First Bite: Hey Kiddo
Chef and restaurateur Kelly Whitaker’s latest three-in-one concept in Denver’s Berkley neighborhood lives up to its hype.
In the Berkley neighborhood at the boutique Asher Hotel on Tennyson, chef and restaurateur Kelly Whitaker has created a three-for-one epicurean destination that’s on everybody’s hot list right now. I stopped by for dinner last weekend to see what the fuss is about.
What I found are three spots that are funky, fun, delicious—and totally unpredictable.
That’s because Whitaker doesn’t do predictable. A predictable restaurant would be on the ground floor, but to get to Hey Kiddo—arguably one of Denver’s hippest yet, according to Axios—you’ll need to take an elevator to the third. Then to get to Ok Yeah, a hidden little cocktail bar serving “conversation-based” drinks and a selection of hand rolls, head to the back of the dining room. To get to The Rooftop, well, that’s obvious: head to the rooftop, where you’ll find bubbly libations, rotating dim sum snacks, and views you can feast your eyes on for days.
Three concepts, all under one roof (except for the one that’s over it)? Yep. It’s unexpected, but that’s to be expected from Whitaker’s Id Est Hospitality Group (Brutø, Basta, and the Wolf’s Tailor, which Bon Appétit named one of the ten best new restaurants in the country in 2019. Anyone who’s dined there will tell you the editors were right.)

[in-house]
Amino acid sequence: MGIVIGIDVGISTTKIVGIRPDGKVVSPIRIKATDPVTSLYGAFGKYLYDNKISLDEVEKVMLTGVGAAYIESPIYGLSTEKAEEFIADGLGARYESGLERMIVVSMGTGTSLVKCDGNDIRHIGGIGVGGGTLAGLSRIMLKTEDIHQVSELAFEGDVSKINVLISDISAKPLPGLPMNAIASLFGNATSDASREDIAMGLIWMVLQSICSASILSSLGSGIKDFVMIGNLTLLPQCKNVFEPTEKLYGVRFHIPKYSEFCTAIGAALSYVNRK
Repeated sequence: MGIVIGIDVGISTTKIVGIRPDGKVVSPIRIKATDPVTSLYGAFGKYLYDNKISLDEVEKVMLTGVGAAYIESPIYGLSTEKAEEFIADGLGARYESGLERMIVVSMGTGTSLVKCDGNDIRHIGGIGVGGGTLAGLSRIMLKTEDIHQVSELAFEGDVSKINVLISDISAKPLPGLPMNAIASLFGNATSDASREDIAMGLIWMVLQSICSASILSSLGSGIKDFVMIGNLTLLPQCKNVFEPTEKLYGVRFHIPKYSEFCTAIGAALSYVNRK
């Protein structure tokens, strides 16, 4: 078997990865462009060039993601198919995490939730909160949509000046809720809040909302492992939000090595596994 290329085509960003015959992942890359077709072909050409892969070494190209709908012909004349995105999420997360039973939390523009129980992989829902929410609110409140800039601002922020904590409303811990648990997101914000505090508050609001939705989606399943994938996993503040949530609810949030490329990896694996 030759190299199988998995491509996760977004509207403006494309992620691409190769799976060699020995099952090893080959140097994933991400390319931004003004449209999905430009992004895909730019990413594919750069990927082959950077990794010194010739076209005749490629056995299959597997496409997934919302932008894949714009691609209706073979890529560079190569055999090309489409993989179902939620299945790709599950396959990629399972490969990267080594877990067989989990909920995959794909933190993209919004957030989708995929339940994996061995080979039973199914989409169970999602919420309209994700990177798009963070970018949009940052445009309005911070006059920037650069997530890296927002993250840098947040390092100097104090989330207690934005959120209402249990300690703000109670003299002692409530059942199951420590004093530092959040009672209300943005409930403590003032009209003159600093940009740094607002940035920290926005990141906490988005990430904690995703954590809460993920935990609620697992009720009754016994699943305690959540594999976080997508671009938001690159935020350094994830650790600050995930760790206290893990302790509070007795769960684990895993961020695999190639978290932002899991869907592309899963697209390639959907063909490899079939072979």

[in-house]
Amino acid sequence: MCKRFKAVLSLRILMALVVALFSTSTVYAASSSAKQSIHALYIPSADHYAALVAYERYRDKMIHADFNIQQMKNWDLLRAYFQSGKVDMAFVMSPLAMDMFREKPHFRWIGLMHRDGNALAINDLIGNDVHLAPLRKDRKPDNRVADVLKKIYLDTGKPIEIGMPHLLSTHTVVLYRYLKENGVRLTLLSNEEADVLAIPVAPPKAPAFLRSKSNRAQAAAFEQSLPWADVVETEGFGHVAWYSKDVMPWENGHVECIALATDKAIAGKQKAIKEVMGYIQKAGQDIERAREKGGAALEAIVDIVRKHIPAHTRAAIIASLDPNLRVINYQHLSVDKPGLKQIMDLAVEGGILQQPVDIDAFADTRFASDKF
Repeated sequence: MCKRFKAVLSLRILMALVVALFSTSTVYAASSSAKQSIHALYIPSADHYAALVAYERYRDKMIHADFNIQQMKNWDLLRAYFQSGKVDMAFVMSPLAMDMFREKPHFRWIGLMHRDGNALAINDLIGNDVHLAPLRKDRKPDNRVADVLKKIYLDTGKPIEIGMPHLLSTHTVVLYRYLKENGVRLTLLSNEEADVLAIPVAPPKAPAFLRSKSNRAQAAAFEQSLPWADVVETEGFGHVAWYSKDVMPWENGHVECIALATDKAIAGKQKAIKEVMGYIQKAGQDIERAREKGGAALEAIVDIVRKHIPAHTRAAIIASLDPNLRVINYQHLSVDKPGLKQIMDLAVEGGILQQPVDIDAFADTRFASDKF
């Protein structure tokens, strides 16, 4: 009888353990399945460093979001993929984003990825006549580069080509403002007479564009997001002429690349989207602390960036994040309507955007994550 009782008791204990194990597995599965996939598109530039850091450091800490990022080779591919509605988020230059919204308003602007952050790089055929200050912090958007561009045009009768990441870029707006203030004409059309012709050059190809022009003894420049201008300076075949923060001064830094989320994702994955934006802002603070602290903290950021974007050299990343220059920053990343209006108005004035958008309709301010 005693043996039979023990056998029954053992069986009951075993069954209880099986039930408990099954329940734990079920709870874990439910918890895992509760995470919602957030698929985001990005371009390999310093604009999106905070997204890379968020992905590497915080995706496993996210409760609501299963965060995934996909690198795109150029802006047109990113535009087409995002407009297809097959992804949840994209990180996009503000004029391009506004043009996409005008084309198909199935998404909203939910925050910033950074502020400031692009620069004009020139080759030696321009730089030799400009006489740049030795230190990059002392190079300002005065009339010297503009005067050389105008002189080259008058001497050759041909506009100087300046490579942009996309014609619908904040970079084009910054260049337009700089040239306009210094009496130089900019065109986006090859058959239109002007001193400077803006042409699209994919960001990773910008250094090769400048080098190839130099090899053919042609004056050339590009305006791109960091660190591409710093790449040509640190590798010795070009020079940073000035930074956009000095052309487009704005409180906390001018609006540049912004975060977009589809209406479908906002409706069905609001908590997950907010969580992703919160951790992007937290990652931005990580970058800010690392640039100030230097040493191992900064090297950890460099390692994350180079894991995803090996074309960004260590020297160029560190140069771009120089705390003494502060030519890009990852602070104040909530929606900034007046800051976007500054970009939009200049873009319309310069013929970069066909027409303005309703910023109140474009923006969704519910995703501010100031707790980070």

Each of the three new concepts—Hey Kiddo, Ok Yeah, and The Rooftop—has a different purpose, vibe, and menu. (Except for Ok Yeah, which has no menu.) You should go check them out. Like, now. But I don’t have a reservation, you’re thinking, I’ll never get in. That was my fear, too. But Hey Kiddo only takes reservations for large parties; most of the tables in the 45-seat space are held for walk-ins, which are encouraged. At Ok Yeah, only six of the intimate spot’s 16 seats are available for reservation each night. And up on The Rooftop, it’s first-come, everyone served. There’s plenty of seats—and during the summer, there’s gonna be a rolling spritz cart serving them. As for now, they can enjoy innovative cocktails and a rotating menu of dim sum dishes.
You have more questions, like what’s with the names? Whitaker took a trip to Hokkaido, Japan, and when he was telling someone about it, they said it sounded like he was saying “Hey Kiddo.) So it’s a Japanese restaurant? Nope. And before you ask, Ok Yeah came from the phrase you’ll hear from the bartenders after you tell them what you’re in the mood to quaff.
So what is Hey Kiddo, if it’s not a Japanese restaurant? It’s not an easy concept to define. Hey Kiddo incorporates all of the practices that Id Est has developed over the years, from an emphasis on regenerative agriculture to embracing unique ingredients, but with a concentration on something a little simpler: fun. The whole thing is wrapped in the idea of good and fun. Whitaker told the Westword when he announced the concept that “some fun places just aren’t good, and some good places just aren’t fun.”
Hey Kiddo and Ok Yeah are good and fun, start to finish. And they don’t finish until midnight, making these spots the go-to gathering place for people who spent their evening cooking or serving or pouring at other restaurants around town.
At Ok Yeah, led by bar manager Davey Anderson (formerly of Death & Co.), bartenders inquire what kind of cocktail you fancy and then carve cubes of ice from a large block that serves as the space’s centerpiece to make your custom beverage.